Leap Day Sports - The Triathlife of Jesse Thomas

Challenge Roth Race Story

What a race. What a day. A career day.

I approached this year knowing I don’t have too many big races left. I’m 38, two kids, and my responsibilities with Picky Bars continue to grow with the business. I created my year’s theme – “Cool Races in Cool Places” – knowing that I wanted to experienced as many of great experiences in the sport as possible while I still can.

Challenge Roth was the hallmark of that plan. Not only because it is the bucket list experience outside of Kona, but because I honestly thought it might be one of my last chances to be competitive at such a big race. Maybe even podium. Maybe even run under 2:45. And maybe, if everything went great, break 8 hours in an Ironman distance race.

Podium, check. Run under 2:45, check. IM distance under 8hrs, check!

Well, long story short, I did that. I checked every single box. And I am so stoked, and so thankful to my many supporters. Challenge Roth delivered. And it wasn’t just because I did well (although that certainly helped!) – the event stands alone. I legitimately enjoyed the race, even though I was in a WHOLE BUNCH of pain for most of it. I had high expectations, and somehow it exceeded them. Here’s what went down.

Stoked! Photo Ingo Kutsch

Swim – FRONT MF PACK (GPS / Strava File)

I’m pretty much late to every start line. Not late in that I miss it, but late in that I always plan to warm up for about 20 minutes in the water and always get there about 6-8 minutes before the gun. Shockingly, I was on it at Challenge Roth and got to the start line, in my wetsuit, 30 minutes prior to the gun! Bam! Except I didn’t read that we didn’t get access to the water until 10 minutes to go! So I went for a jog, barefoot, in my ROKA Maverick X wetsuit around transition like a weirdo. I don’t know if it was because of the wetsuit run or a well timed taper, but when I finally got in the water, I felt amazing!

I had enough time to insta story from my wetsuit!

As soon as the gun went off, my hopes were confirmed. I felt suprisingly strong and smooth. I always go out thinking “fast, not hard” as I try to get out quickly without skyrocketing my heart rate, which makes me blow up around 300-400 meters. This race, I did that but felt more speed than normal off the line, and quickly established myself in…wait for it…the FRONT PACK ALL CAPS. For the first few minutes, I expected the pace to drop rapidly as it usually does, but it never came. There were a few surges here and there, but I covered them with hard, but manageable bursts. I doubted I was still with the leaders but at the first buoy about 1500 in, we rounded the corner and there I was, right with the front ass group (I was saying “front ass” because that’s how stoked I was). The rest of the swim had some surges, some physical battles, etc, but I just stayed relaxed and covered moves, keeping myself second or third in line so I didn’t get dropped if someone in front of me did. It certainly wasn’t easy, and I was pretty much on the rivet the last 400 meters, but I managed to hang on the whole way for one of my only front pack swims ever. Bam!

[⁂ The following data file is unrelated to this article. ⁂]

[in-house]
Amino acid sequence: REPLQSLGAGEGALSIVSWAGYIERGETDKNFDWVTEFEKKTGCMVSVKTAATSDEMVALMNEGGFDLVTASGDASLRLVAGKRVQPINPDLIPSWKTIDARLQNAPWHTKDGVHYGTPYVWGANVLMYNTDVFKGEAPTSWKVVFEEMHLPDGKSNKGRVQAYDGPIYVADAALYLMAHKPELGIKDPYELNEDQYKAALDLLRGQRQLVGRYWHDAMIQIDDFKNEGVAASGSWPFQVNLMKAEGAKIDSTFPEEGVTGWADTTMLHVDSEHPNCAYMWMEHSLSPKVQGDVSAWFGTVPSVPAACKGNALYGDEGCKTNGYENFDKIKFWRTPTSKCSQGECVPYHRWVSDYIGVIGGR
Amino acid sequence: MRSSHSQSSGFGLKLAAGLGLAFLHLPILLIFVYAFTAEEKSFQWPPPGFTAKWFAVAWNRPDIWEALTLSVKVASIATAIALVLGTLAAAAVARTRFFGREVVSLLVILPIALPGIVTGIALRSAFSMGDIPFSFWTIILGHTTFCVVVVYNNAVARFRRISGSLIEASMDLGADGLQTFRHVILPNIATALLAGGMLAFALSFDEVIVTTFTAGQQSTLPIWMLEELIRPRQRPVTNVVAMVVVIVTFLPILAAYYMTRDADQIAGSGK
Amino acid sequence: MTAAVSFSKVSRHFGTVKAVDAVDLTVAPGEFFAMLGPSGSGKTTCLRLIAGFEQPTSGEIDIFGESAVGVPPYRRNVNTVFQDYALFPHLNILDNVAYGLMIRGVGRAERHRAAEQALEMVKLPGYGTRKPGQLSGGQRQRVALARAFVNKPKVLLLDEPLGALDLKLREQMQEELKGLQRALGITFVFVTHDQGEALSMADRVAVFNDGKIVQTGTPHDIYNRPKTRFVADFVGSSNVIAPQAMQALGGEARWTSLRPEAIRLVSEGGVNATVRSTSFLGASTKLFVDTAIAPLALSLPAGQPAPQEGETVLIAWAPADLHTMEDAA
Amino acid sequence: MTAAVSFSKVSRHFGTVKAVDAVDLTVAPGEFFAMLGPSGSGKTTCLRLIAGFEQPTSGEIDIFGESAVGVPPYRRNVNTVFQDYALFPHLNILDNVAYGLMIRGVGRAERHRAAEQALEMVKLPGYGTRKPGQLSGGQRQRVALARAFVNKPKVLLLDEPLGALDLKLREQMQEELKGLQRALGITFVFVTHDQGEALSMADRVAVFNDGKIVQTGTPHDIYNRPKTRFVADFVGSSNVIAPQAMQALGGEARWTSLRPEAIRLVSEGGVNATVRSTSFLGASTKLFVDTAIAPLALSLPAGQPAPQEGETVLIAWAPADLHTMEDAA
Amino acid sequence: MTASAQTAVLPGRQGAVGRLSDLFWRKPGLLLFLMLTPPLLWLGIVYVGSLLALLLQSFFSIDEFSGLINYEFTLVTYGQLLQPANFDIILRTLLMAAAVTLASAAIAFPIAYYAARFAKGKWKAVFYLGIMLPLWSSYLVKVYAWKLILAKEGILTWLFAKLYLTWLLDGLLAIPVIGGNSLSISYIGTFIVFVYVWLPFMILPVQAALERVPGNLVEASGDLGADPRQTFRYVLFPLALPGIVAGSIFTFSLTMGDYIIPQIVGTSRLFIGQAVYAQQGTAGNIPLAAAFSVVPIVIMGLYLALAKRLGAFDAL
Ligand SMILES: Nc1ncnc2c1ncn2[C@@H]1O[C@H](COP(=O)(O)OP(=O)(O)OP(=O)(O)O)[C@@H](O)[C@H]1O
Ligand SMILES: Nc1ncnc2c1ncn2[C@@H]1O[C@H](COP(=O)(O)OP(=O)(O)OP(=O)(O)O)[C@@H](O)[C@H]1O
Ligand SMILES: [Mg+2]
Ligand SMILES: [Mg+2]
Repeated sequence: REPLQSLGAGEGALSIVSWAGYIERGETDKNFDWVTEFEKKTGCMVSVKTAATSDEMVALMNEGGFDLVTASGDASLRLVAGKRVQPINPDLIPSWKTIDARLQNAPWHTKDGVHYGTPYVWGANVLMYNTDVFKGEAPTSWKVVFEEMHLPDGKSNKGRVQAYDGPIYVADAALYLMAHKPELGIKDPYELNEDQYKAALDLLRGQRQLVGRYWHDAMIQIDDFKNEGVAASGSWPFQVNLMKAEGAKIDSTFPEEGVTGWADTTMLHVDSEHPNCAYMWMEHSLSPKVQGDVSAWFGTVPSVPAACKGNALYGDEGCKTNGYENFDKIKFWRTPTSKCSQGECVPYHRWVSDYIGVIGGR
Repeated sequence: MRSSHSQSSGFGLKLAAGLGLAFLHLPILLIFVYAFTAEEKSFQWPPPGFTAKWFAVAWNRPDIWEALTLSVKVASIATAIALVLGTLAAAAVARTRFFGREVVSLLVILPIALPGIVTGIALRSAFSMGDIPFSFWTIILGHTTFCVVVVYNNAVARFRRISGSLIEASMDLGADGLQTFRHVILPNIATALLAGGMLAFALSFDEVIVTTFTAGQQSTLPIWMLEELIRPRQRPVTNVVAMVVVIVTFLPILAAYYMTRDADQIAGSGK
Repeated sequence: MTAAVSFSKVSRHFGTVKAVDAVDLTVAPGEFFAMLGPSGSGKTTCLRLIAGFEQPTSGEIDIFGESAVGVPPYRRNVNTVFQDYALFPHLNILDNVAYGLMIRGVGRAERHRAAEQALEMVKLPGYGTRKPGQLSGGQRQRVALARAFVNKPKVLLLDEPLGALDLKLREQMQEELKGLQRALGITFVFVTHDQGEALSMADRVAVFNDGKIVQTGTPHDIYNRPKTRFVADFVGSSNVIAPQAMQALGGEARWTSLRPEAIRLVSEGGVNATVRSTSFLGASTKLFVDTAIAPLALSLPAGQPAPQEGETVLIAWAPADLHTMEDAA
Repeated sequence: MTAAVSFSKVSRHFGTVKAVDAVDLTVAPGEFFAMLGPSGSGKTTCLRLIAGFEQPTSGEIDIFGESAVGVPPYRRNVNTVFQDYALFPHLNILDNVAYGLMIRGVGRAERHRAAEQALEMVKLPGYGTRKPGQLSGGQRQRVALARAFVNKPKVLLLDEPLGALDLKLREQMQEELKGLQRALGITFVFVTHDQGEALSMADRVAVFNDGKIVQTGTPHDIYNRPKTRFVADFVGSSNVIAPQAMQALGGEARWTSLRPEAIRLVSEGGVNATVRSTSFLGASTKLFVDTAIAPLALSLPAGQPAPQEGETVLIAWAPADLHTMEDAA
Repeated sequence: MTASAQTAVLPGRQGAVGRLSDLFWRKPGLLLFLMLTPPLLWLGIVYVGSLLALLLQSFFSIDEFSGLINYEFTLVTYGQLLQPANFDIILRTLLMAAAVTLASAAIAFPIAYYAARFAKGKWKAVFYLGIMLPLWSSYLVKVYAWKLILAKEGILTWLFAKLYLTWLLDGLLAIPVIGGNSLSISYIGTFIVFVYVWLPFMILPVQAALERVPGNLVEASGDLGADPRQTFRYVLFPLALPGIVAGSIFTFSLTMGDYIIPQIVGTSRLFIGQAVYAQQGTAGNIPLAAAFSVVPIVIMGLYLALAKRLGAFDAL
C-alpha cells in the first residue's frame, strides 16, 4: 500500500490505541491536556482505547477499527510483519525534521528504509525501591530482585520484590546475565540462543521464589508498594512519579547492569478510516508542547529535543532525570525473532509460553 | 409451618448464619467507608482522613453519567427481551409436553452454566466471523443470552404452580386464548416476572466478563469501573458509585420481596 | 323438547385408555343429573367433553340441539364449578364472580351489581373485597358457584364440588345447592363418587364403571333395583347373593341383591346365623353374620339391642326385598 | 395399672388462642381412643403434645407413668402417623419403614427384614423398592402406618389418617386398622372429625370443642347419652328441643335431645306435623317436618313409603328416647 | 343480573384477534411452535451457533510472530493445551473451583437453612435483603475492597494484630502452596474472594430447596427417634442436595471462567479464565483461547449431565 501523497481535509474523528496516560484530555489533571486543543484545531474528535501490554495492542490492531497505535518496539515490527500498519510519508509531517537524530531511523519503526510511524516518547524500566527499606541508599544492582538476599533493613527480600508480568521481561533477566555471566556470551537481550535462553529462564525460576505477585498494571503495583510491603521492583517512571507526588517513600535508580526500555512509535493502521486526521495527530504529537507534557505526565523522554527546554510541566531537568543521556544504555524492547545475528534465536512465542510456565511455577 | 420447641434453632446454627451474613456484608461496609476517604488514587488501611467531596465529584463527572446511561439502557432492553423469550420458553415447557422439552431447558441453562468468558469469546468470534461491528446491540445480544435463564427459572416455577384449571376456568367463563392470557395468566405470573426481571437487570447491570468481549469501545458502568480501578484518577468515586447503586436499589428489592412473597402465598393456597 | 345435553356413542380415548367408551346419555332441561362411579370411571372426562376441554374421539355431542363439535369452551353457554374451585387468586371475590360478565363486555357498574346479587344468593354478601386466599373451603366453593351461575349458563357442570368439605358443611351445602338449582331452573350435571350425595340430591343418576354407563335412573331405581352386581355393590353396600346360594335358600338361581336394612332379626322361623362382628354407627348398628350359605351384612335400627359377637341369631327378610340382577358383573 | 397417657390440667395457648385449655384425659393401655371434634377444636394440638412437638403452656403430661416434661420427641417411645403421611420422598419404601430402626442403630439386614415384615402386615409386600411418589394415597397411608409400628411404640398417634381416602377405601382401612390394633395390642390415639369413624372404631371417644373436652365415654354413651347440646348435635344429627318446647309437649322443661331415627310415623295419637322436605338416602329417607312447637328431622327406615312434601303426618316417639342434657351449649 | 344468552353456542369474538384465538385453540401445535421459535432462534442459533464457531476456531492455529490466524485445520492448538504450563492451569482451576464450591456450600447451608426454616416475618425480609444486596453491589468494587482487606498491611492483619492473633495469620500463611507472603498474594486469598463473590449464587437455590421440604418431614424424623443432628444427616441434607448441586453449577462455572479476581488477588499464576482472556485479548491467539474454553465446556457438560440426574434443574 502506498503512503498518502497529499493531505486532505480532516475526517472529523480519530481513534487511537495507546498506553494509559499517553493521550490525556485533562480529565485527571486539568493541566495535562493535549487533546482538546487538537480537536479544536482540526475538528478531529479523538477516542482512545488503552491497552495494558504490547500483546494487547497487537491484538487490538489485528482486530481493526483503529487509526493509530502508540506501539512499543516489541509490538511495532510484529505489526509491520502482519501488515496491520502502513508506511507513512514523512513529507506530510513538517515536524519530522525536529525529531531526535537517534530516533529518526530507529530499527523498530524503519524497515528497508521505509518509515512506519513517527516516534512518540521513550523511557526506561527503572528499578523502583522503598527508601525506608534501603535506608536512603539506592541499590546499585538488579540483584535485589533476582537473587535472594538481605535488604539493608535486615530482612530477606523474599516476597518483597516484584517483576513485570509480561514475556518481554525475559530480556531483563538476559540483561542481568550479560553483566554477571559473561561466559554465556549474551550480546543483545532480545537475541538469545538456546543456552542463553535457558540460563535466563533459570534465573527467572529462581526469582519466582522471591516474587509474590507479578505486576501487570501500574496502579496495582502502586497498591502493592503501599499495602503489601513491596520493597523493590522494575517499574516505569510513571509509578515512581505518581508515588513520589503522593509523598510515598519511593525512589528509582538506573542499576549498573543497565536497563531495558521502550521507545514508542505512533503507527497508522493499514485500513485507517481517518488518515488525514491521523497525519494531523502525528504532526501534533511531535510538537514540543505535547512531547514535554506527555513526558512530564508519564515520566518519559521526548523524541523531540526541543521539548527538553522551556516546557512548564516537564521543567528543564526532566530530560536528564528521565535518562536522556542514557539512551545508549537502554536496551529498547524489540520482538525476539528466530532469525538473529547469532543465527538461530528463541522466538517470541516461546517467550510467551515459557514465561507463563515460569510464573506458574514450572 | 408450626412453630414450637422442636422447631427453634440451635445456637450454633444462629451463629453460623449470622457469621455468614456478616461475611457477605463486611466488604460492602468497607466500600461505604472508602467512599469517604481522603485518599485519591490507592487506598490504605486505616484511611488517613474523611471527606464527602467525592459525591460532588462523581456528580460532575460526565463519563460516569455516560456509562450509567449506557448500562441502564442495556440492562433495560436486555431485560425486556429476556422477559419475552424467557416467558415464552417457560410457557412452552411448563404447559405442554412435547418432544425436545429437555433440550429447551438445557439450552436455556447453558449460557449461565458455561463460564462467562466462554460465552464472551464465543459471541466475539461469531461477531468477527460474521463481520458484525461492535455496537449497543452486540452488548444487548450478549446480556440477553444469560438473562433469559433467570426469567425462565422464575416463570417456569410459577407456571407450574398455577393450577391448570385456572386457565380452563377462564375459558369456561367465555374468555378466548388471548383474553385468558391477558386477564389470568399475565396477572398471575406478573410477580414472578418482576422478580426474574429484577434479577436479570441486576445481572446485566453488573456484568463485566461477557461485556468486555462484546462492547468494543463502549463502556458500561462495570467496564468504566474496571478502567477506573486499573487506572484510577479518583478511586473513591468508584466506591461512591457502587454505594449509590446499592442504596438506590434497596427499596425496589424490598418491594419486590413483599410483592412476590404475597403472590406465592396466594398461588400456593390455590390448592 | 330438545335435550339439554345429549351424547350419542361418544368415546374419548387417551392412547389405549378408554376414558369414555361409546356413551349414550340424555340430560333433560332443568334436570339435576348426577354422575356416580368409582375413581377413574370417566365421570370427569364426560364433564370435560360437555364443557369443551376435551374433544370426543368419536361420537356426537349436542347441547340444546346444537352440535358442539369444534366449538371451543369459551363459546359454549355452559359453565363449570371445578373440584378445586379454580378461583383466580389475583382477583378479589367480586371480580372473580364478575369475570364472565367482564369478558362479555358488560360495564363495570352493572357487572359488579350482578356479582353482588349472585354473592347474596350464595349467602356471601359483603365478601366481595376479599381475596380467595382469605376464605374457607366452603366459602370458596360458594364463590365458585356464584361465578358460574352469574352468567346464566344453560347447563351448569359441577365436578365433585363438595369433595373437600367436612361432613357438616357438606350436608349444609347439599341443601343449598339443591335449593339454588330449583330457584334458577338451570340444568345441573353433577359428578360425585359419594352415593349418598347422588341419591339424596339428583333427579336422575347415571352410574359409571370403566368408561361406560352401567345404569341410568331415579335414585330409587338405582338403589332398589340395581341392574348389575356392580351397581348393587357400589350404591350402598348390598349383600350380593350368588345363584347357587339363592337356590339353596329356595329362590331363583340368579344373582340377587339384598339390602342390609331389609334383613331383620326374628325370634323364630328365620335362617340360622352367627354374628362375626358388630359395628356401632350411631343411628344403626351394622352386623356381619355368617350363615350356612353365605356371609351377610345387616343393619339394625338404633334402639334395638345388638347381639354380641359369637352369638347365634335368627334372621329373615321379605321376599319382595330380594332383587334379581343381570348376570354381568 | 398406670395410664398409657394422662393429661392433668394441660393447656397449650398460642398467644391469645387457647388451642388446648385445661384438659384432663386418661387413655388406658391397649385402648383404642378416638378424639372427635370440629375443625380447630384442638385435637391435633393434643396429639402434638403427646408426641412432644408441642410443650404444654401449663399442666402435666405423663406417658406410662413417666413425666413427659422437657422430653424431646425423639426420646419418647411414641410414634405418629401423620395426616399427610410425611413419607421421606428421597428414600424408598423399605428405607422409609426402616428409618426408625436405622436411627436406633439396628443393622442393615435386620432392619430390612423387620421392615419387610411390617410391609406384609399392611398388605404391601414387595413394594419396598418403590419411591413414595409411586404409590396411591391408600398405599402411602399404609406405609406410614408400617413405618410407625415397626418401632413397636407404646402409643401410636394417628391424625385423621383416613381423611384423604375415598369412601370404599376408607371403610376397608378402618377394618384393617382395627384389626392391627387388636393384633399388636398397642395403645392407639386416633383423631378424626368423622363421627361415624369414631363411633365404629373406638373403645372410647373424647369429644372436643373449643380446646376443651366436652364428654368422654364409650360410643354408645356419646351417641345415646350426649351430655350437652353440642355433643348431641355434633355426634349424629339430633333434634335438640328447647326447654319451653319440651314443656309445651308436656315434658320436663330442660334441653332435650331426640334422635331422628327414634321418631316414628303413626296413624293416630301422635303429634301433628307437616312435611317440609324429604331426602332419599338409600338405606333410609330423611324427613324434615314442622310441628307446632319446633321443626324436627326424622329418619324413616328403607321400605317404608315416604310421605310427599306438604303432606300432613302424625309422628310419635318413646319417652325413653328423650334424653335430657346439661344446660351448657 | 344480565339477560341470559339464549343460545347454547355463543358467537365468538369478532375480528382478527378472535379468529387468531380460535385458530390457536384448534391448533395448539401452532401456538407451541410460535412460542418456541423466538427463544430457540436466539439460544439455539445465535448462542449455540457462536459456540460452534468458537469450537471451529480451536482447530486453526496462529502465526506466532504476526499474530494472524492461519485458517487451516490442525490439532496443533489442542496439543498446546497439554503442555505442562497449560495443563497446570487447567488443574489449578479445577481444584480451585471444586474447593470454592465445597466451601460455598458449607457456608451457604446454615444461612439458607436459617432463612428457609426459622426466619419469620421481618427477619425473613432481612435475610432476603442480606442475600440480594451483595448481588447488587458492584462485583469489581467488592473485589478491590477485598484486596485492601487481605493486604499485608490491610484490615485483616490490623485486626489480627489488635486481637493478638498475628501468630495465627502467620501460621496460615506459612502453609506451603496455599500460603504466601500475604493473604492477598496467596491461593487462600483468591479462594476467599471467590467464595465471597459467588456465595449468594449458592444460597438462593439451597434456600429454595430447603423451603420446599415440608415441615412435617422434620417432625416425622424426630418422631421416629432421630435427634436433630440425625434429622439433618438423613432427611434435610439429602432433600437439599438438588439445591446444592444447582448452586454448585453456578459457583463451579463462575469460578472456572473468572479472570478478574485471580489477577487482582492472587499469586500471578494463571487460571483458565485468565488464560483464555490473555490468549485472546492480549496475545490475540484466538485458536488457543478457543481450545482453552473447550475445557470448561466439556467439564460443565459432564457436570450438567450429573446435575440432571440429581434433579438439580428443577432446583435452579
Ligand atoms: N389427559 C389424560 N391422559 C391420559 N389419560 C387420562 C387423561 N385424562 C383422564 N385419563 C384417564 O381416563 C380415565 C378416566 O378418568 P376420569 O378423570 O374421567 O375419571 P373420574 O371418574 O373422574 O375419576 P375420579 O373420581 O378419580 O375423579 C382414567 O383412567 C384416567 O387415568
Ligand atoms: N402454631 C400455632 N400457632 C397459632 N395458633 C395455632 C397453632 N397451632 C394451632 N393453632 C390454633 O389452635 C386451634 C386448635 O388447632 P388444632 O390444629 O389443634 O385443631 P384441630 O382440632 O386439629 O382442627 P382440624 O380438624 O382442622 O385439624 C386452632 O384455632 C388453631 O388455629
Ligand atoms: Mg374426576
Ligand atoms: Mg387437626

Bike – Uber Biker “Opportunity” (Power / GPS / Strava File)

As we emerged from the water, I heard most of my competitors names – Keinle, Dreitz, Cunnama, Wurf, Reiderer, so I figured we were all in the group together. I knew the pace on the bike would be super fast with three of the best cyclists in the sport (Wurf, Keinle, Dreitz), so I hustled through transition as quick as I could and got out fast, pedaling hard for about 3 minutes before even slipping my feet into my shoes at the first downhill. As a result, I was about 2nd or 3rd wheel a few ks into the race. The pace felt manageable but I knew the fast guys were coming soon.